Janet Pywell ellie BravoOn bank holiday Monday I take Auntie Annie to the airport and my emotions are mixed

I am caught up in her excitement of seeing her son and her brother, my Uncle David. Selfishly I know the house will seem empty without her. I smile and reassure her, I will be fine on my own and that I will make more friends and go out.

“You’re only thirty-three,” she says. “I was married with a son at your age. Go out and have some fun!”

“I will, I promise.”

“Treat my house as your own. Entertain! Have dinner parties and enjoy yourself.”

“I will.”

“Invite friends over from London to stay.”

“I will.”

I kiss her goodbye, push her through passport control and hide my tears.

Simon is determined to buy and sell hardware to the public. I’ve told him it’s a crazy idea but he won’t listen, so I spend the rest of the week reviewing suitable locations for secure warehouses or a retail outlet to store.

This afternoon it is a chance to speak on the telephone to a new client. She is an interesting woman from Haiti, a restaurant owner and chef. Her name is Mickey Bleu. We run through the spec of what she is looking for and I tell her I will send her a contract to look through. It is almost five o’clock when I have time to look in on Maria.

I’ve hardly been in the office this week and I haven’t spoken to her all day. She looks up from mounds of invoices and smiles with tired eyes.”

“I’ve hardly seen you this week. I haven’t even had a chance to tell you we went to the zoo on the bank holiday.”

She laughs at my reaction – exaggerated wide eyes and open mouth, and holds up a slim hand.

“I know! Don’t say it!  I don’t think Michael realises Lily has grown up. He was trying to get us all to behave as we did five years ago; to laugh at the monkeys and ape around, but you know how Lily likes to be quite a grown-up now”

I smile.

Maria shakes her head. Silver pendant, feather earrings flutter from her lobes. “I refused to join in. I couldn’t wait to get out of the place. What did you do for the bank holiday?”

“I took the Harley out, and walked down beside the sea, in Holywood, at Seapoint. It’s beautiful along there.”

She rests her face on her hand thoughtfully. “You can look across the Lough to us in Jordanstown.”

That’s exactly what I had done but I say nothing. Instead, I turn and look out of the window.

“Elly? Is there something wrong?” Maria tilts her head.

I stand beside the window.

“Am I that transparent?”

“If you want to talk?” Maria waits and concern floods into her eyes. “I always unburden myself to you and tell you my problems. So, speak to me.”

I have an overwhelming urge to speak, to confide in someone and to be understood. I feel as though I am alone in the desert, lost and wandering with only my footprints to identify who I am. I have been keeping my emotions locked away and I am frightened they will suddenly burst out of me and I will have no control over them and I will want to weep with self-pity – which would not only be embarrassing but pathetically stupid.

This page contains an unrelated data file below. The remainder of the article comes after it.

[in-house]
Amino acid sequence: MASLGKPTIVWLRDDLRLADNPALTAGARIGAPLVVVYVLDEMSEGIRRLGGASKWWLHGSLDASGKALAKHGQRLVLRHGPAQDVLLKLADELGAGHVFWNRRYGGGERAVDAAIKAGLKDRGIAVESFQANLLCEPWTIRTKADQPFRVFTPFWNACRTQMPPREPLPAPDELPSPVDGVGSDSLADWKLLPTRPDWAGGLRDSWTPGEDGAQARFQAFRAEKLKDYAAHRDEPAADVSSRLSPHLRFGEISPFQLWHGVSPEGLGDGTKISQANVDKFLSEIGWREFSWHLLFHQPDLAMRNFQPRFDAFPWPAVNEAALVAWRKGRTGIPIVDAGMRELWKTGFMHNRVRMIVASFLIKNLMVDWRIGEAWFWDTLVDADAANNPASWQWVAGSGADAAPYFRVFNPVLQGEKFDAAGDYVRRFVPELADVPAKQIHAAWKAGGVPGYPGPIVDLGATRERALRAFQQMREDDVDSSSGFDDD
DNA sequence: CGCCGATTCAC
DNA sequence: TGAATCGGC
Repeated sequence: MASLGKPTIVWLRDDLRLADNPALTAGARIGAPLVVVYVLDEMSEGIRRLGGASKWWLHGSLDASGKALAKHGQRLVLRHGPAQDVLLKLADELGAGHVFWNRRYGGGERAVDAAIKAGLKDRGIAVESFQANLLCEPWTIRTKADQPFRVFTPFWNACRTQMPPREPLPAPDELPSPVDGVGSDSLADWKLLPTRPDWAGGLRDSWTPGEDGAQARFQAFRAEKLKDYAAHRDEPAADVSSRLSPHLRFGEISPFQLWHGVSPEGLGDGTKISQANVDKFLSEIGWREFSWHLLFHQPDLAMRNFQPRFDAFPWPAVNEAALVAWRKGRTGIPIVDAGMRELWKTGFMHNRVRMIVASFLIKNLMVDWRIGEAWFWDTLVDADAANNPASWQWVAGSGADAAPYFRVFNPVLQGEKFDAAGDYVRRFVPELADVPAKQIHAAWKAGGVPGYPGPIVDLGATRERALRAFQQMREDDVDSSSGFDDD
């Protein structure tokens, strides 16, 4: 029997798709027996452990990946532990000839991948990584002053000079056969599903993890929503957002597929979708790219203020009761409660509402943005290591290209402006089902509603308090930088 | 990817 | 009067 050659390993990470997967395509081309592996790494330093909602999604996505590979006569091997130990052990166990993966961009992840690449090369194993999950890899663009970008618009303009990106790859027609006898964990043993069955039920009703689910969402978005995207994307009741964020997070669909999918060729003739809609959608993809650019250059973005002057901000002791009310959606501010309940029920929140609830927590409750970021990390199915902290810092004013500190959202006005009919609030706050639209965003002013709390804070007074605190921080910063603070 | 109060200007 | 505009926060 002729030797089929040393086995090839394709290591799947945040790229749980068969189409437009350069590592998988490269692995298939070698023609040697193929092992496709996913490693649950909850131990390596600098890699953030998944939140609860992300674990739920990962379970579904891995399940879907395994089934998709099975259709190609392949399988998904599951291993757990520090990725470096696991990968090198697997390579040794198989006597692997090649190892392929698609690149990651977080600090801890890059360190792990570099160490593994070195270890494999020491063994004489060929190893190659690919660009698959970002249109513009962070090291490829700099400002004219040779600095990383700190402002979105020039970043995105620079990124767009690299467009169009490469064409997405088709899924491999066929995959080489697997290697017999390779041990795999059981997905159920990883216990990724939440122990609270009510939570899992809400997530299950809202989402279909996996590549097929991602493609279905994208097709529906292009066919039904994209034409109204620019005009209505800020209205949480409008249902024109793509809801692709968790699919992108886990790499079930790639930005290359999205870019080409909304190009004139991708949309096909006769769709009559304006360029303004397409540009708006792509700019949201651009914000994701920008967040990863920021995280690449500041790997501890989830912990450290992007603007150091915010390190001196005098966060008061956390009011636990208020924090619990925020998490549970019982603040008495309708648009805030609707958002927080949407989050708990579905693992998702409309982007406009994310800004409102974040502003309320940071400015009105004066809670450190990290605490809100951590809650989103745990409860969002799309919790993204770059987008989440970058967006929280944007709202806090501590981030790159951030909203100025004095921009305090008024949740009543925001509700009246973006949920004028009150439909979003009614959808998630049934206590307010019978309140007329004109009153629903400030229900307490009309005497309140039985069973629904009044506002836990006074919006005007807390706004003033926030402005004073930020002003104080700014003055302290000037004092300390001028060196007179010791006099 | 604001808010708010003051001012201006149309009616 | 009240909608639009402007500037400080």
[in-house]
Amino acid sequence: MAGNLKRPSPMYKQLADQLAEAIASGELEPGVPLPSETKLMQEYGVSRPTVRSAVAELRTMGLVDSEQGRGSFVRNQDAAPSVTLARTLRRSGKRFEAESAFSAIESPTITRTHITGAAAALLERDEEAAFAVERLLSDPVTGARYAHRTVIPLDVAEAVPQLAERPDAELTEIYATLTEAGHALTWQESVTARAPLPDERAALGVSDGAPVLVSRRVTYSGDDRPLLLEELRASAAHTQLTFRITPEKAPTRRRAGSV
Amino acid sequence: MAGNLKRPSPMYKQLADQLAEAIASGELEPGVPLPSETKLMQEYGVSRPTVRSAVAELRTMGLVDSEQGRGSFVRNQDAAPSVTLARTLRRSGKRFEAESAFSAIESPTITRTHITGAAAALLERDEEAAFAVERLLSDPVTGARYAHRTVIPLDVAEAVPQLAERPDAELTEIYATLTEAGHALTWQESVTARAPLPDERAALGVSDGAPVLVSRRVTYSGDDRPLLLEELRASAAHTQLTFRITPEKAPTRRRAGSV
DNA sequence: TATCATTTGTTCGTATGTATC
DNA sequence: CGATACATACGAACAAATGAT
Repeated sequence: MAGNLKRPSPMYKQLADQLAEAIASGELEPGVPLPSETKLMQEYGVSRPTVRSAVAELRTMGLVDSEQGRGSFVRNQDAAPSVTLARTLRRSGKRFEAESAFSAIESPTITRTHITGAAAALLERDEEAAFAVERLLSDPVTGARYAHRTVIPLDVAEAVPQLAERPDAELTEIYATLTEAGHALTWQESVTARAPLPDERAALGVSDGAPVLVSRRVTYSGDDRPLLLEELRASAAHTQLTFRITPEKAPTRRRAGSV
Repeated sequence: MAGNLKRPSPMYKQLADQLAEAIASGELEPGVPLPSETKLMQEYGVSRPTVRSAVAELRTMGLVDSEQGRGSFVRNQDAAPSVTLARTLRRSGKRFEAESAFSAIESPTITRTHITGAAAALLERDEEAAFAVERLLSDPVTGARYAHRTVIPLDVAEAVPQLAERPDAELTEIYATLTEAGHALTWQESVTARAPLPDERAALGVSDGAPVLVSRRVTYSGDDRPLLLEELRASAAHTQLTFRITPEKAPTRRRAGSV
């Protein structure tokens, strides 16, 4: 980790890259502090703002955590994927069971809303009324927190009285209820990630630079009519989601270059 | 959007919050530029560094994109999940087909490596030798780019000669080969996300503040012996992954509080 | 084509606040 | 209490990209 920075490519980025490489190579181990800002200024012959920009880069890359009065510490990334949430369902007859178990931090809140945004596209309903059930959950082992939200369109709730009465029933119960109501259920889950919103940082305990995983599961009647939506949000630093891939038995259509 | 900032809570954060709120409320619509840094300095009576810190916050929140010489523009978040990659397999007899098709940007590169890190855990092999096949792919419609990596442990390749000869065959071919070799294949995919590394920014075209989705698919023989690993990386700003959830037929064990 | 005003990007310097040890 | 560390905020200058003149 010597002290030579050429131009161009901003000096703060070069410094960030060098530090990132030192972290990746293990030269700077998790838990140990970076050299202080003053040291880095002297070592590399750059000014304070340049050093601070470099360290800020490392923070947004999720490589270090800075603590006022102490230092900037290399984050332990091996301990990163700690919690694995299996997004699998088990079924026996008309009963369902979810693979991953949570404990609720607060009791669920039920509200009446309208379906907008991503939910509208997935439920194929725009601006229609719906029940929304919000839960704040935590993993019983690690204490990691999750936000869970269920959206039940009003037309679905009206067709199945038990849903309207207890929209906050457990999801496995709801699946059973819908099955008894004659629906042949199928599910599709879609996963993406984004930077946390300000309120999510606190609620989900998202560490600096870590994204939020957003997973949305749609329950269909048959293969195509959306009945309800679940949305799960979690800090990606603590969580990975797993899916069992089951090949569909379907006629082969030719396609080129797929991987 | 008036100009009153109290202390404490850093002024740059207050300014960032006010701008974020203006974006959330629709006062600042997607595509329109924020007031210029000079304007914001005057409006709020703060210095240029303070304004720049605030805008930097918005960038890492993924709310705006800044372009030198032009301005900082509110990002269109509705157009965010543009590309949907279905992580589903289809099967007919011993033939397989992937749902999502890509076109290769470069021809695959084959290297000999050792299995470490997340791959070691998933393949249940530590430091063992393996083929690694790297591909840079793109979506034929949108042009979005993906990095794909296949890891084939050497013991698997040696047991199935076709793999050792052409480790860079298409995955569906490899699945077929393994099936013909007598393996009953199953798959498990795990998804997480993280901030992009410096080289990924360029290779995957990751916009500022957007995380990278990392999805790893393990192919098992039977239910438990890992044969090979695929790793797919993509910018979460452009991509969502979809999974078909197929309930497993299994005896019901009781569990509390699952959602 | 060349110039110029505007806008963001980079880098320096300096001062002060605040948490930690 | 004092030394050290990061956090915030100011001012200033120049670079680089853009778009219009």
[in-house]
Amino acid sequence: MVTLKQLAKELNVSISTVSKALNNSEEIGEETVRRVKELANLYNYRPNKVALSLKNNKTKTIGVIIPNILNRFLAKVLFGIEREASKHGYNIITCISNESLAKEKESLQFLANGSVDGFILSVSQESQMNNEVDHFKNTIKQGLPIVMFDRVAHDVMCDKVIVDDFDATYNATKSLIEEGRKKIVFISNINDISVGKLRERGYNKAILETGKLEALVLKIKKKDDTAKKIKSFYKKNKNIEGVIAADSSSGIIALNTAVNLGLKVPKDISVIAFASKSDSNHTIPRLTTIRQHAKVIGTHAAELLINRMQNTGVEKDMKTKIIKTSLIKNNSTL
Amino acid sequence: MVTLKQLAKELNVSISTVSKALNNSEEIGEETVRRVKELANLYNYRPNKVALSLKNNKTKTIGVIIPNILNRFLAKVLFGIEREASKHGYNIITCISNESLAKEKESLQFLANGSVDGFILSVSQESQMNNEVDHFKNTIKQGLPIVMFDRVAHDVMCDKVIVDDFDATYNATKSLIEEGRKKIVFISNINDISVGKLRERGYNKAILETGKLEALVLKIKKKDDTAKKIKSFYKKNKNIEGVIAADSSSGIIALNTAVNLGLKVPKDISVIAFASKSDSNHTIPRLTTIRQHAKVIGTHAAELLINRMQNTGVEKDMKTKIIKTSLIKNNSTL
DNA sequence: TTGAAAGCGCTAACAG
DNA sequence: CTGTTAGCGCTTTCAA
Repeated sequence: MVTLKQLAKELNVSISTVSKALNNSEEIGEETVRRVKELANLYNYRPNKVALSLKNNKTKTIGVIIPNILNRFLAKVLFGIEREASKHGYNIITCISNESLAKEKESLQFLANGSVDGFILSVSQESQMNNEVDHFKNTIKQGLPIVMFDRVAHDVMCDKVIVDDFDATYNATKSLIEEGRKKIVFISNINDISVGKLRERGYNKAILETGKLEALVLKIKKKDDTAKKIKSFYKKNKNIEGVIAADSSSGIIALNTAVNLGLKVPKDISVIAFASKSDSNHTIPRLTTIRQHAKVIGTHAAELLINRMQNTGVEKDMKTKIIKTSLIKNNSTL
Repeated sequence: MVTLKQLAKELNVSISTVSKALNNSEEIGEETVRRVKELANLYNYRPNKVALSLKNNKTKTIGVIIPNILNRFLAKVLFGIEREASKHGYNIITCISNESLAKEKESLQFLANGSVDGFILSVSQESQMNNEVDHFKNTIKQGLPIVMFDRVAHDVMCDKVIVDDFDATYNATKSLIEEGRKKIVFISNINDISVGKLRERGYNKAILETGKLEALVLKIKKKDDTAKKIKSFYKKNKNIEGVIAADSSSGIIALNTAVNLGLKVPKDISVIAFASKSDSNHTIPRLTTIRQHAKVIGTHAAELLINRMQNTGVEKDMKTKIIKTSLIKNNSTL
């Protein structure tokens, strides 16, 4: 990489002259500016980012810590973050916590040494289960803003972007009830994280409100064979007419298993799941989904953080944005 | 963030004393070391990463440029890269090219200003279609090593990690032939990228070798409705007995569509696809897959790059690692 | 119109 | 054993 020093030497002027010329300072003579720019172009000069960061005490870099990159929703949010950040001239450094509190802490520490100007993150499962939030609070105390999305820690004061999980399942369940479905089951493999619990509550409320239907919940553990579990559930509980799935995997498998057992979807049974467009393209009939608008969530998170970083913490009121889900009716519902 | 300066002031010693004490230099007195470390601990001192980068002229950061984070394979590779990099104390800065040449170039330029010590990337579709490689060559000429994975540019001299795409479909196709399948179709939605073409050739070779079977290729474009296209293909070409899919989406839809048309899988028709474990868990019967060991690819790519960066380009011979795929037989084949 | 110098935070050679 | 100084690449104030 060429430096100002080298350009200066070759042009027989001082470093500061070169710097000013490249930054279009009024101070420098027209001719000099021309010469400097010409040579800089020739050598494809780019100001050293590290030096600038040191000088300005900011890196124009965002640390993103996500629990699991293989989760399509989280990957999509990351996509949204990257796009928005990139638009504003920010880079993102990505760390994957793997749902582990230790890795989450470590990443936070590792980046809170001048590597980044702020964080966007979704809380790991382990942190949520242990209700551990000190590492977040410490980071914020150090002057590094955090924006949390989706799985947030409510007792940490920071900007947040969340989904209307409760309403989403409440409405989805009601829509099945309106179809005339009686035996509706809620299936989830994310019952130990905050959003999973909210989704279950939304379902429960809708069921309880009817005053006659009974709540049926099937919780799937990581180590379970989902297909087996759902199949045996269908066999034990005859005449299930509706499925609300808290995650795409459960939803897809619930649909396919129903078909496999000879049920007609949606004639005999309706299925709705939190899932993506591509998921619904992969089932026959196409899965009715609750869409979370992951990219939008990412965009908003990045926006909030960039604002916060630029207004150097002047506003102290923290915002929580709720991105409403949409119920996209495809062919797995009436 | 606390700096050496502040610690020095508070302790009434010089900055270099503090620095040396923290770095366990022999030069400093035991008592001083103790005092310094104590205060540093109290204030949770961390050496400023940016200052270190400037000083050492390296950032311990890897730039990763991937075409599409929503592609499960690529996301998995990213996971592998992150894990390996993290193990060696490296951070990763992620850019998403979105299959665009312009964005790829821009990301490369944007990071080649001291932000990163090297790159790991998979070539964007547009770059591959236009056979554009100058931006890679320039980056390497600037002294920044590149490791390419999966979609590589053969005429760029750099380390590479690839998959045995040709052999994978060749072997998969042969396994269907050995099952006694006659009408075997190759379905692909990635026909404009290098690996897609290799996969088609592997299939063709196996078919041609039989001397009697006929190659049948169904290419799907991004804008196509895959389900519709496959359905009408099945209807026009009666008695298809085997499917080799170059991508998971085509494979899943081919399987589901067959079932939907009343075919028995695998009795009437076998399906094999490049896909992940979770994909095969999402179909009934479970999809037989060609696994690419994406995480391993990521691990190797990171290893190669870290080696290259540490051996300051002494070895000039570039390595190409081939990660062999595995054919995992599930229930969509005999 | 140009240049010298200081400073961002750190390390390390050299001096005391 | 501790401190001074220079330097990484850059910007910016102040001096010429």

“My ex went to see my sister.” I look down at the busy road before turning back to Maria. I want to tell her the truth but I don’t know if I can.

“Let me guess! He wants you back,” she says softly, “I wouldn’t blame him.”

Now is the perfect moment to tell the truth.

I can be honest. I can confess. I will tell her everything. I need to talk.

But what if it complicates my relationship with Maria?

Would it mix the emotions in our lives like stirring coloured water in a jam jar belonging to an artist brush?

I speak slowly, “He wishes I had never left…” My voice trails away. I sigh. I think it’s easier to lie.

“And, what do you think?”

“Sometimes I’m so lonely I think it would be easier to go back to London,” I answer truthfully.

“Are you still interested in him? Do you think it could work out?” Maria’s questions come quickly and I study the ends of my maroon painted nails before I reply.

“I don’t know if going back to London is the answer. I like living here and I adore being so close to the sea. Besides, I’m not very forgiving…”

“I know you haven’t said much about him but affairs are affairs. It would be great if we could all have affairs and go back to our partners and expect to carry on as if nothing happened. We would all do it, including me!”

“You wouldn’t have an affair.”

“Sometimes I think a fling would be lovely. A naughty escapade would be wonderful.”

“Maria!” I reprimand her but I smile, inside my heart is rattling my ribcage.

“If I could just go back and carry on as if nothing had happened, I would,” Maria continues.

“You mean if Michael didn’t find out?”

“Yes, I think I would.”

“What about the guilt factor?”

“Ah yes, guilt. We Catholics are very good at guilt but I could train myself in that department but only if he was exceptionally good looking, and the sex would have to be pretty special too.”

“Brad Pitt?”

“George Clooney!”

“Not John the Ogre then?”

“Definitely not! He’s back in the office on Monday. I wonder how his Sales Seminar went and I do hope he’s given up smoking for you,” she giggles.

And I cannot tear my gaze away from her smiling mouth